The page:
about beats headphones What does the future of audio mean for your ears
Apple confirmed its $3 billion purchase of Beats Music and Electronics last week, its biggest acquisition ever and a crucial one as the evolution of post Napster music continues to twist and turn. Beats, the company founded by music industry impresario Jimmy Iovine and hip hop heavyweight Dr. Dre, has taken over much of the high end headphone market with suavely marketed (and sonically criticized) cans, and found marginal success with a streaming subscription service lined up to compete against paid apps such as Spotify and Rdio as the 800 pound gorilla of YouTube swings over the marketplace. Apple’s purchase gives it a pivot: money wise, it’ll no doubt break even on headphone sales quickly, but the real investment was the app, whose subscriptions could be balance out iTunes’ declining download sales as music ownership becomes a thing of the past or a hobby for fringe collectors.
Neil Young, on the other hand, wants consumers to double down: his Kickstarter funded Pono player, essentially a gourmet iPod, has billed itself and the audiophile downloads that will be sold for it as a hi fi alternative to the lower quality, compressed formats that have thus far defined mainstream digital music. It wants to be music’s take on farm to table but is it?
Whether Young’s project will live up to its promises is a big question, and as streaming becomes a dominant force even as old school vinyl sales build, it means the music we’re hearing is increasingly warped: by file size, by bandwidth, by cheap record player needles, by digital to analog converters, by 24 bit vs. 16, by earbuds and $300 headphones. It’s a tangled web that shows no signs of loosening up.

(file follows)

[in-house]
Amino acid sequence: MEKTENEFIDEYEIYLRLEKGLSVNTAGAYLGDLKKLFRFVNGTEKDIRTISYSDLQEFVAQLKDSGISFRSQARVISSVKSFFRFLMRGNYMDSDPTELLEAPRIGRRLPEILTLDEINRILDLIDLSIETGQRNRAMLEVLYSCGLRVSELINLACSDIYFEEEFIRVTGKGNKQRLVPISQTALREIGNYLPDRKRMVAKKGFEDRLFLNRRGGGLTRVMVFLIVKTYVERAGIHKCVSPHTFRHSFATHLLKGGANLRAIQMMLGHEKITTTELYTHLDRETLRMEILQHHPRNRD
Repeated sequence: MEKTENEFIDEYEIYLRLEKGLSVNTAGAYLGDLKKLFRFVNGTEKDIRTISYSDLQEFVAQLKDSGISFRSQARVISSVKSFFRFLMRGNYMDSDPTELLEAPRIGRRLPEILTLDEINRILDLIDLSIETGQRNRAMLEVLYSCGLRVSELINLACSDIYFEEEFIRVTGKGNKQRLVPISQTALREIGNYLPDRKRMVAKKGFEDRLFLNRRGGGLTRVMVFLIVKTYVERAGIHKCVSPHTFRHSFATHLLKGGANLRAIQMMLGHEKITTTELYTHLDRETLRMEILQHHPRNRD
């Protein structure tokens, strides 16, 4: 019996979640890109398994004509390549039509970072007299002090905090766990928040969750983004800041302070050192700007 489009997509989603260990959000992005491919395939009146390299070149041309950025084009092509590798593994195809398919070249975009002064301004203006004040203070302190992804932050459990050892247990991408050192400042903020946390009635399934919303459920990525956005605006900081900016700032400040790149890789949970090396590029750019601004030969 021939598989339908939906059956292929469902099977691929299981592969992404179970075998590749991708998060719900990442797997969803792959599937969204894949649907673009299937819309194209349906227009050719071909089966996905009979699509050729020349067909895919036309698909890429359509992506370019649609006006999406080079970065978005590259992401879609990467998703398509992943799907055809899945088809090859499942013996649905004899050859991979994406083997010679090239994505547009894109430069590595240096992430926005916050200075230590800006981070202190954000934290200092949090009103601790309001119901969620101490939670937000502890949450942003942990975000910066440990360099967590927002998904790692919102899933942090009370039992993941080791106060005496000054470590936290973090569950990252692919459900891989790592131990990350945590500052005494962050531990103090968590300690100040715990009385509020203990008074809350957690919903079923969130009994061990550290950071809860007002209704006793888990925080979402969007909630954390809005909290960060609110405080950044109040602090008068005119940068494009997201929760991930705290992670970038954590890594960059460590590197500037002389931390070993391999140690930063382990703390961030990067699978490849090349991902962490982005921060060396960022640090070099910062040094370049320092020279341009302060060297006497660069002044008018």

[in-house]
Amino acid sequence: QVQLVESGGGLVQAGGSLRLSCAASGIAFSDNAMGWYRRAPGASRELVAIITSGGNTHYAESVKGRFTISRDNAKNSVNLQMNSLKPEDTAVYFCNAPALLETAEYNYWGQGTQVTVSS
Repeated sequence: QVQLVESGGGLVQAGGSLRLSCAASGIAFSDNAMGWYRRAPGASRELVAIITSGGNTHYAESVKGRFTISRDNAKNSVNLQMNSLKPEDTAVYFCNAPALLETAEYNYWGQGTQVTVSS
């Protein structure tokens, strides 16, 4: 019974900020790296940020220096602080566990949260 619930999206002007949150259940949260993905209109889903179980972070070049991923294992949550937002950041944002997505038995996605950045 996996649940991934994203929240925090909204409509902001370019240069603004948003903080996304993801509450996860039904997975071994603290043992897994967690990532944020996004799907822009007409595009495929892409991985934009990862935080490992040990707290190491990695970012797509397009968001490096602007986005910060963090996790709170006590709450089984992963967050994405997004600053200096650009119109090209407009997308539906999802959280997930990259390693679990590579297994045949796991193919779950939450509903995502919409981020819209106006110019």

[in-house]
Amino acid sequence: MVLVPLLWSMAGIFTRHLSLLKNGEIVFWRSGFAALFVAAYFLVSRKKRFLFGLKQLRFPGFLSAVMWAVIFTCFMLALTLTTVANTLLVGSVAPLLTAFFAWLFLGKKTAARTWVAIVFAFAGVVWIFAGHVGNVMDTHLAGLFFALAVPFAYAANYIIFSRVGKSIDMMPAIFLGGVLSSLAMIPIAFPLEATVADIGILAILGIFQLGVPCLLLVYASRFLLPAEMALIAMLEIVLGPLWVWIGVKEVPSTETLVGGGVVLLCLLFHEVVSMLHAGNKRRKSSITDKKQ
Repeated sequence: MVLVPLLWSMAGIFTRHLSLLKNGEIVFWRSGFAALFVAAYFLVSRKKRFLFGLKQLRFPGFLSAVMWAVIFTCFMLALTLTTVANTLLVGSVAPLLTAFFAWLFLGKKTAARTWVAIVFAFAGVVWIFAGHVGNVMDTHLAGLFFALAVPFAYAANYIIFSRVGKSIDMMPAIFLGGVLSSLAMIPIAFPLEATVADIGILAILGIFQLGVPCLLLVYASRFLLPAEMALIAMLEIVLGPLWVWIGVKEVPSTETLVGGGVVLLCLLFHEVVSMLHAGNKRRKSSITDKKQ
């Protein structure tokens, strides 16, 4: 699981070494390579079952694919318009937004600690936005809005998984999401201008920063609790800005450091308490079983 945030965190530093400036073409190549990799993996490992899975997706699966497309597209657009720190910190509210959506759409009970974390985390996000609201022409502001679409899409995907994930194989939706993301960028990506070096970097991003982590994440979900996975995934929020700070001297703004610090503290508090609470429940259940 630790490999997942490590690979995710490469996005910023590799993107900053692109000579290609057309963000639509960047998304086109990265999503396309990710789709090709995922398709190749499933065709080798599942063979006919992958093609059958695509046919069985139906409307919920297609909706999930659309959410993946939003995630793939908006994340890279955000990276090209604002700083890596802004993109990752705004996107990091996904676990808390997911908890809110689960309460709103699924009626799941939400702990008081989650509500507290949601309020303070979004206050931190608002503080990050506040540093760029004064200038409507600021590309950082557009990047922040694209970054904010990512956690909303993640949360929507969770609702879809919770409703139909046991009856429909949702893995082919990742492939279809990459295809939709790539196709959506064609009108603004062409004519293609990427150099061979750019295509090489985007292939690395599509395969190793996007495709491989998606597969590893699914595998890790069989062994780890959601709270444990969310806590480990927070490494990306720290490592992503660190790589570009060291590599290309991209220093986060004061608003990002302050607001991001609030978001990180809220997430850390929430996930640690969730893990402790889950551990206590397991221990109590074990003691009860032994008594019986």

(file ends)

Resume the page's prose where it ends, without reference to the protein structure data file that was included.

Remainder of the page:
Recorded music has always been driven by technology, from Thomas Edison’s phonograph to the vinyl LP to the vast and confusing world of digital downloads. Format’s just one element: between a studio recording and a song reaching your ears, a million things can go right or wrong. That authentic analog vinyl record you just bought at the show? It may well have been mastered on an iMac and ripped from a CD R.
In the coming week, I’ll be talking to engineers, labels, artists and other experts for a feature trying to demystify the state of audio, answering questions about analog and digital today and discussing what home listeners can do to make their music sound best. What would you like to know?
For my part, at work, I stream Rdio and play a high quality iTunes MP3 library through Sony MDR V6 headphones; I stream from Rdio and Bandcamp on my iPhone during my commute with Etymotic ER 6i earbuds; and at home, I’ll play vinyl on an Audio Technica record player through a Denon receiver and a pair of vintage speakers my wife picked up from a DJ friend. What’s your personal music set up like? What formats sound best to you?